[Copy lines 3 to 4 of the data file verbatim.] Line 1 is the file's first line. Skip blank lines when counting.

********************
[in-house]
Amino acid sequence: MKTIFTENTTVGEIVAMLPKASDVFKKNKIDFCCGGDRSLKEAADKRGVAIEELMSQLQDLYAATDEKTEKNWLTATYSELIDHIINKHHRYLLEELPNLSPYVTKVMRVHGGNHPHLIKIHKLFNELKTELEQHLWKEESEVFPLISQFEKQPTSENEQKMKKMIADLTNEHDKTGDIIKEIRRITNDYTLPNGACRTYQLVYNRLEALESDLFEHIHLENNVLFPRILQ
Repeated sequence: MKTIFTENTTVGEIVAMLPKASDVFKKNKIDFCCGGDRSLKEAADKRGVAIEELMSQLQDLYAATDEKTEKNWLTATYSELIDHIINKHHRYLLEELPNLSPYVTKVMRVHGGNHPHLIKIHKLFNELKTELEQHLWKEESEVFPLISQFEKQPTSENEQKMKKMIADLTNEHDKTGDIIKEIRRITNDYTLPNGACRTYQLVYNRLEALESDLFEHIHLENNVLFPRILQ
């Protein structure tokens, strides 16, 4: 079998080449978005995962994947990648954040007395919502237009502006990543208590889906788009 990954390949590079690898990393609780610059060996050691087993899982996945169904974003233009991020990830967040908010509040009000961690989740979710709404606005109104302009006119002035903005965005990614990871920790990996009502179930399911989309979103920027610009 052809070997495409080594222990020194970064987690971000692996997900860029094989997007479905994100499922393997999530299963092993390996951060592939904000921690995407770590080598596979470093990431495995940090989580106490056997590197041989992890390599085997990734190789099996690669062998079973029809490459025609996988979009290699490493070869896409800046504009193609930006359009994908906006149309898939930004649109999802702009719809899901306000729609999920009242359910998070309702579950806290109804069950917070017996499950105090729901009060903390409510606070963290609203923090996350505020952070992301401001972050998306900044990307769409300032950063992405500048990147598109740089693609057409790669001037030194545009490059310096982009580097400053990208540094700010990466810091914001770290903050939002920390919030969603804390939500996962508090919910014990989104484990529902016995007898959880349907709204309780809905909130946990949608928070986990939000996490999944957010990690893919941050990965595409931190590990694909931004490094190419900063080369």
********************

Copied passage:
Repeated sequence: MKTIFTENTTVGEIVAMLPKASDVFKKNKIDFCCGGDRSLKEAADKRGVAIEELMSQLQDLYAATDEKTEKNWLTATYSELIDHIINKHHRYLLEELPNLSPYVTKVMRVHGGNHPHLIKIHKLFNELKTELEQHLWKEESEVFPLISQFEKQPTSENEQKMKKMIADLTNEHDKTGDIIKEIRRITNDYTLPNGACRTYQLVYNRLEALESDLFEHIHLENNVLFPRILQ
């Protein structure tokens, strides 16, 4: 079998080449978005995962994947990648954040007395919502237009502006990543208590889906788009 990954390949590079690898990393609780610059060996050691087993899982996945169904974003233009991020990830967040908010509040009000961690989740979710709404606005109104302009006119002035903005965005990614990871920790990996009502179930399911989309979103920027610009 052809070997495409080594222990020194970064987690971000692996997900860029094989997007479905994100499922393997999530299963092993390996951060592939904000921690995407770590080598596979470093990431495995940090989580106490056997590197041989992890390599085997990734190789099996690669062998079973029809490459025609996988979009290699490493070869896409800046504009193609930006359009994908906006149309898939930004649109999802702009719809899901306000729609999920009242359910998070309702579950806290109804069950917070017996499950105090729901009060903390409510606070963290609203923090996350505020952070992301401001972050998306900044990307769409300032950063992405500048990147598109740089693609057409790669001037030194545009490059310096982009580097400053990208540094700010990466810091914001770290903050939002920390919030969603804390939500996962508090919910014990989104484990529902016995007898959880349907709204309780809905909130946990949608928070986990939000996490999944957010990690893919941050990965595409931190590990694909931004490094190419900063080369």